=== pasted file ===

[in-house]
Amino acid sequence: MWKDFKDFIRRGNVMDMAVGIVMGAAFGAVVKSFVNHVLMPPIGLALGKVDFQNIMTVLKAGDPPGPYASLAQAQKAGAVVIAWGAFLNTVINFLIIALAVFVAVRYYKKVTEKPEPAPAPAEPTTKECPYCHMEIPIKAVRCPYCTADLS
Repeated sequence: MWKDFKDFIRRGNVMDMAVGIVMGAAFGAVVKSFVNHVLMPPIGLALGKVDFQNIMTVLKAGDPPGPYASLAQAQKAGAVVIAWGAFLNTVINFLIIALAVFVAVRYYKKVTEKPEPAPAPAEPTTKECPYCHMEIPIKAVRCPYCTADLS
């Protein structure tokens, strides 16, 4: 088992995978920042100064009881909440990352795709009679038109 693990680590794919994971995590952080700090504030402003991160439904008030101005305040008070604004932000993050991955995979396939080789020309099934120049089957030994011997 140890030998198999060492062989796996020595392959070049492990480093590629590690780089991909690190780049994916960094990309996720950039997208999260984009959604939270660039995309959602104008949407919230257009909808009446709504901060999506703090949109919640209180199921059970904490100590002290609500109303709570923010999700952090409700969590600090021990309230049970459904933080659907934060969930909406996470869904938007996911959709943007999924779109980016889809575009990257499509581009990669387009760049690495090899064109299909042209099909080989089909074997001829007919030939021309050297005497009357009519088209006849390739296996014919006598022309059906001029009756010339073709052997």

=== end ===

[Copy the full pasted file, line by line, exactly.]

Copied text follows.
[in-house]
Amino acid sequence: MWKDFKDFIRRGNVMDMAVGIVMGAAFGAVVKSFVNHVLMPPIGLALGKVDFQNIMTVLKAGDPPGPYASLAQAQKAGAVVIAWGAFLNTVINFLIIALAVFVAVRYYKKVTEKPEPAPAPAEPTTKECPYCHMEIPIKAVRCPYCTADLS
Repeated sequence: MWKDFKDFIRRGNVMDMAVGIVMGAAFGAVVKSFVNHVLMPPIGLALGKVDFQNIMTVLKAGDPPGPYASLAQAQKAGAVVIAWGAFLNTVINFLIIALAVFVAVRYYKKVTEKPEPAPAPAEPTTKECPYCHMEIPIKAVRCPYCTADLS
């Protein structure tokens, strides 16, 4: 088992995978920042100064009881909440990352795709009679038109 693990680590794919994971995590952080700090504030402003991160439904008030101005305040008070604004932000993050991955995979396939080789020309099934120049089957030994011997 140890030998198999060492062989796996020595392959070049492990480093590629590690780089991909690190780049994916960094990309996720950039997208999260984009959604939270660039995309959602104008949407919230257009909808009446709504901060999506703090949109919640209180199921059970904490100590002290609500109303709570923010999700952090409700969590600090021990309230049970459904933080659907934060969930909406996470869904938007996911959709943007999924779109980016889809575009990257499509581009990669387009760049690495090899064109299909042209099909080989089909074997001829007919030939021309050297005497009357009519088209006849390739296996014919006598022309059906001029009756010339073709052997």